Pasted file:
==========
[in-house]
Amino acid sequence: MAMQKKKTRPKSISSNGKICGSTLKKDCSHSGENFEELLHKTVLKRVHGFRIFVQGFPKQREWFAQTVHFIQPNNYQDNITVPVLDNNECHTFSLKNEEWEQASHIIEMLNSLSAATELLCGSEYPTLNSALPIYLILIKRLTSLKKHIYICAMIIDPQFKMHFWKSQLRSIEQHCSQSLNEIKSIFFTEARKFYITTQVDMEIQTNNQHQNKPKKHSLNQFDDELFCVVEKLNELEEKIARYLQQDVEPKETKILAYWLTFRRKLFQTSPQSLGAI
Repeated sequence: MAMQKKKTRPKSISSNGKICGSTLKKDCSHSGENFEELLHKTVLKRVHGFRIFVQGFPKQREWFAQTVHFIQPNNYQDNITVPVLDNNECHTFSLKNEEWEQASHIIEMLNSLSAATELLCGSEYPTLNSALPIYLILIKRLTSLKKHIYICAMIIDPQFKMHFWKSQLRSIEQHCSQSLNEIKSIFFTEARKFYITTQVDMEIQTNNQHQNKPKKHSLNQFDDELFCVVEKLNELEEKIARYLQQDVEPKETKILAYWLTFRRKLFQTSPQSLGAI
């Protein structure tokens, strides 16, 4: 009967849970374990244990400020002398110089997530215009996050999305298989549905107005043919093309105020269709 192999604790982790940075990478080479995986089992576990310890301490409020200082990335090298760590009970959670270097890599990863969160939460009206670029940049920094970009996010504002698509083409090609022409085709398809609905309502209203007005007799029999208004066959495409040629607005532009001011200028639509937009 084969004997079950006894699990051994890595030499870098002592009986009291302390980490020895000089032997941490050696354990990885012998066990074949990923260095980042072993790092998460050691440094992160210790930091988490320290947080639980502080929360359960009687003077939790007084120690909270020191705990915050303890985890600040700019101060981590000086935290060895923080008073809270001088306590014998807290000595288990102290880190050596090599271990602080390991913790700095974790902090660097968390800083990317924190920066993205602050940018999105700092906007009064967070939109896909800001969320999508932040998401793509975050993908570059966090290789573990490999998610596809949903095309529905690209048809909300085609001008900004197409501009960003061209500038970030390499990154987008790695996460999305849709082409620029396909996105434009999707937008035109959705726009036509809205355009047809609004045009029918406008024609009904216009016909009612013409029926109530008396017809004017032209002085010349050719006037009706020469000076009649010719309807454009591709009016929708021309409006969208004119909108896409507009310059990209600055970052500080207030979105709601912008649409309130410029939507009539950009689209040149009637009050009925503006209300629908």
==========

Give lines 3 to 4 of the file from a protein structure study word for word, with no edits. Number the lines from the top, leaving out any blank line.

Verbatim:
Repeated sequence: MAMQKKKTRPKSISSNGKICGSTLKKDCSHSGENFEELLHKTVLKRVHGFRIFVQGFPKQREWFAQTVHFIQPNNYQDNITVPVLDNNECHTFSLKNEEWEQASHIIEMLNSLSAATELLCGSEYPTLNSALPIYLILIKRLTSLKKHIYICAMIIDPQFKMHFWKSQLRSIEQHCSQSLNEIKSIFFTEARKFYITTQVDMEIQTNNQHQNKPKKHSLNQFDDELFCVVEKLNELEEKIARYLQQDVEPKETKILAYWLTFRRKLFQTSPQSLGAI
């Protein structure tokens, strides 16, 4: 009967849970374990244990400020002398110089997530215009996050999305298989549905107005043919093309105020269709 192999604790982790940075990478080479995986089992576990310890301490409020200082990335090298760590009970959670270097890599990863969160939460009206670029940049920094970009996010504002698509083409090609022409085709398809609905309502209203007005007799029999208004066959495409040629607005532009001011200028639509937009 084969004997079950006894699990051994890595030499870098002592009986009291302390980490020895000089032997941490050696354990990885012998066990074949990923260095980042072993790092998460050691440094992160210790930091988490320290947080639980502080929360359960009687003077939790007084120690909270020191705990915050303890985890600040700019101060981590000086935290060895923080008073809270001088306590014998807290000595288990102290880190050596090599271990602080390991913790700095974790902090660097968390800083990317924190920066993205602050940018999105700092906007009064967070939109896909800001969320999508932040998401793509975050993908570059966090290789573990490999998610596809949903095309529905690209048809909300085609001008900004197409501009960003061209500038970030390499990154987008790695996460999305849709082409620029396909996105434009999707937008035109959705726009036509809205355009047809609004045009029918406008024609009904216009016909009612013409029926109530008396017809004017032209002085010349050719006037009706020469000076009649010719309807454009591709009016929708021309409006969208004119909108896409507009310059990209600055970052500080207030979105709601912008649409309130410029939507009539950009689209040149009637009050009925503006209300629908």